New Fed Chair, Janet Yellon, was finding her way too…completing the tapering work that Bernanke began. Despite a minor stumble of words it appeared she’d be able to hold the paper money charade together for at least a while longer. But then something slipped.
At first no one noticed. By the time people caught on to what was going on, the growth and technology stocks in the NASDAQ had cracked. Then the broad S&P 500 faltered. What to make of it?
David Winters, manager of Wintergreen Advisors fund, believes the recent drop in stock prices is a buying opportunity. “You can get filet mignon for chuck prices,” he said. Should you listen to him?
If Winters is right, this is this just a brief correction. Those who buy the dip will be rewarded. But if Winters is wrong, investors would be better suited to cash out, build up a stockpile of reserves, and ride out the storm.
The Big Bad Bull Market is Over
No doubt, the difference between the two positions is critical. How you see it, and the decisions you make, could add or subtract 10 years from your working life. So where to begin…
We like to keep things real simple around here at the Economic Prism. Thus we’ll crystalize it down for you to its very essence. We believe the big bad bull market that began on March 6, 2009, when the S&P 500 bottomed out at 666.79, is over. Yet this is the least of our worries. Obviously, we have some explaining to do…
“Markets make opinions,” say the old timers. Perhaps what this means is that when stocks are going up, the general population considers everything to be going A-OK. But when a big bad bear grips a stranglehold around the market’s neck, things don’t appear so rosy after all.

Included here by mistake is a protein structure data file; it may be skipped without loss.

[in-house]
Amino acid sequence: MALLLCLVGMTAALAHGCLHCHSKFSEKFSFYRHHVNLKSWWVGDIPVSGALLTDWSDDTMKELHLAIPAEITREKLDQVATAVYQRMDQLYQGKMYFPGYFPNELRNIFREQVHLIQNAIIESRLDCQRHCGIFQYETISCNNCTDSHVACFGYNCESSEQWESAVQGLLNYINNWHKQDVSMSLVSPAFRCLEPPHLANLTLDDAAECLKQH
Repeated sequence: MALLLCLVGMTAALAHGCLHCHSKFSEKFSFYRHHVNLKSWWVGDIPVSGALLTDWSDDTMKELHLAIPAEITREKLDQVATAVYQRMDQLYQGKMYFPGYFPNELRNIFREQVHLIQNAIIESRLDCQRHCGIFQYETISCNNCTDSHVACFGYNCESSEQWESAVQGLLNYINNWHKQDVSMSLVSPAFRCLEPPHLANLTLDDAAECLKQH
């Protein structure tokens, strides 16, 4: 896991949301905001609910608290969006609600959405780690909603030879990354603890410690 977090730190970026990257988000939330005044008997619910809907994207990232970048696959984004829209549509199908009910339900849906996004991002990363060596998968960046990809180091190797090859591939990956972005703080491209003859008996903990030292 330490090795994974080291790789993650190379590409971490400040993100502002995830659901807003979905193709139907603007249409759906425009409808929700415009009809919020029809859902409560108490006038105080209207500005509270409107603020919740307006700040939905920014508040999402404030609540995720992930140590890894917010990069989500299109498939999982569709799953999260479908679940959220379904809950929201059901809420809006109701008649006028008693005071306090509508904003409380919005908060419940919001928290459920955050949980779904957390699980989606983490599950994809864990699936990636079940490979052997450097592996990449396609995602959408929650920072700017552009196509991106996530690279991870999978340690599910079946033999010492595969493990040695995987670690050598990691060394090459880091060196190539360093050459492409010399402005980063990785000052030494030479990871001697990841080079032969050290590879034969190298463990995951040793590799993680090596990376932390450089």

Suddenly the President goes from being comically insufficient to being a depraved disaster. The business climate quickly freezes up. Not long after that, corporate bonds blow up en masse.
When the stock market reverses in earnest, which we believe has already started, there won’t be a thing the Fed can do about it. The Fed won’t be able to prop up a crashing market…at the most they’ll be able to cushion the fall. Moreover, they won’t be able to stimulate the economy.
This Market’s Ready to Implode
In short, don’t listen to Winters. Buying the dip at this moment will prove to be a major miscalculation. The recent pullback is merely the grunts and rumblings of a market ready to implode. Plus, this is just the beginning…
Rising stock prices over the last 5-years had the agreeable effect of hiding the economy’s many flaws. Of course, the opposite will happen when stocks fall. The economy’s warts and grotesqueries will be more apparent than a drunk slumped over the front pew during Sunday morning service.
What we mean is artificially suppressed credit markets compelled investors and speculators to do things that would otherwise be absurd. Falling stock prices will only bring the economy’s many imbalances and distortions to light. They will no longer be hidden deep in the shadows of inflated asset prices.
Unfortunately, we will be entering the next recession following a painfully lethargic recovery…one that only served to widen the wealth gap. Because the recovery was only in ballooning asset prices, driven by radical infusions of Fed’s monetary gas, the recession will hit the struggling majority exceptionally hard.
This is the world that’ll come after the market crash. We don’t like it. But we won’t deny it. We’ll make the most of it the best we can…and you should too.
for Economic Prism